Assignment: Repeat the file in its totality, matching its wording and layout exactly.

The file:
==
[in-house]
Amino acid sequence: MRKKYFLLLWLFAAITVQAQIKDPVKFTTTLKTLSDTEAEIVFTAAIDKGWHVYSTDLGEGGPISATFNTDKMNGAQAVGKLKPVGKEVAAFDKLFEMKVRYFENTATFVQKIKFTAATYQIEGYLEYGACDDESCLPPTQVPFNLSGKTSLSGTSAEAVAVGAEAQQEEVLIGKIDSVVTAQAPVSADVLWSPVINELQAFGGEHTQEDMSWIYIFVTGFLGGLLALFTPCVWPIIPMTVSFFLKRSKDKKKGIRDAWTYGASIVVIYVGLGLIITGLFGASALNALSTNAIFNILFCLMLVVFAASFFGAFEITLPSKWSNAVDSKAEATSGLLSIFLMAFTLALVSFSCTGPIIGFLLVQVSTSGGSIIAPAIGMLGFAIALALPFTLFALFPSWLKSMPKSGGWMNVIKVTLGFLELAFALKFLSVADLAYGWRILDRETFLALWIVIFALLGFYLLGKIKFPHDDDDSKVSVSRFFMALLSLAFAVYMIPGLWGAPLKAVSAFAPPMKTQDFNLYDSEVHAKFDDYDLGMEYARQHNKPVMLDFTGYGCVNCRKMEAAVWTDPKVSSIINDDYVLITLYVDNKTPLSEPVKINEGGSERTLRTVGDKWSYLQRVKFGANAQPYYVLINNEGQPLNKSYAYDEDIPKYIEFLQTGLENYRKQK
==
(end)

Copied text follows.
[in-house]
Amino acid sequence: MRKKYFLLLWLFAAITVQAQIKDPVKFTTTLKTLSDTEAEIVFTAAIDKGWHVYSTDLGEGGPISATFNTDKMNGAQAVGKLKPVGKEVAAFDKLFEMKVRYFENTATFVQKIKFTAATYQIEGYLEYGACDDESCLPPTQVPFNLSGKTSLSGTSAEAVAVGAEAQQEEVLIGKIDSVVTAQAPVSADVLWSPVINELQAFGGEHTQEDMSWIYIFVTGFLGGLLALFTPCVWPIIPMTVSFFLKRSKDKKKGIRDAWTYGASIVVIYVGLGLIITGLFGASALNALSTNAIFNILFCLMLVVFAASFFGAFEITLPSKWSNAVDSKAEATSGLLSIFLMAFTLALVSFSCTGPIIGFLLVQVSTSGGSIIAPAIGMLGFAIALALPFTLFALFPSWLKSMPKSGGWMNVIKVTLGFLELAFALKFLSVADLAYGWRILDRETFLALWIVIFALLGFYLLGKIKFPHDDDDSKVSVSRFFMALLSLAFAVYMIPGLWGAPLKAVSAFAPPMKTQDFNLYDSEVHAKFDDYDLGMEYARQHNKPVMLDFTGYGCVNCRKMEAAVWTDPKVSSIINDDYVLITLYVDNKTPLSEPVKINEGGSERTLRTVGDKWSYLQRVKFGANAQPYYVLINNEGQPLNKSYAYDEDIPKYIEFLQTGLENYRKQK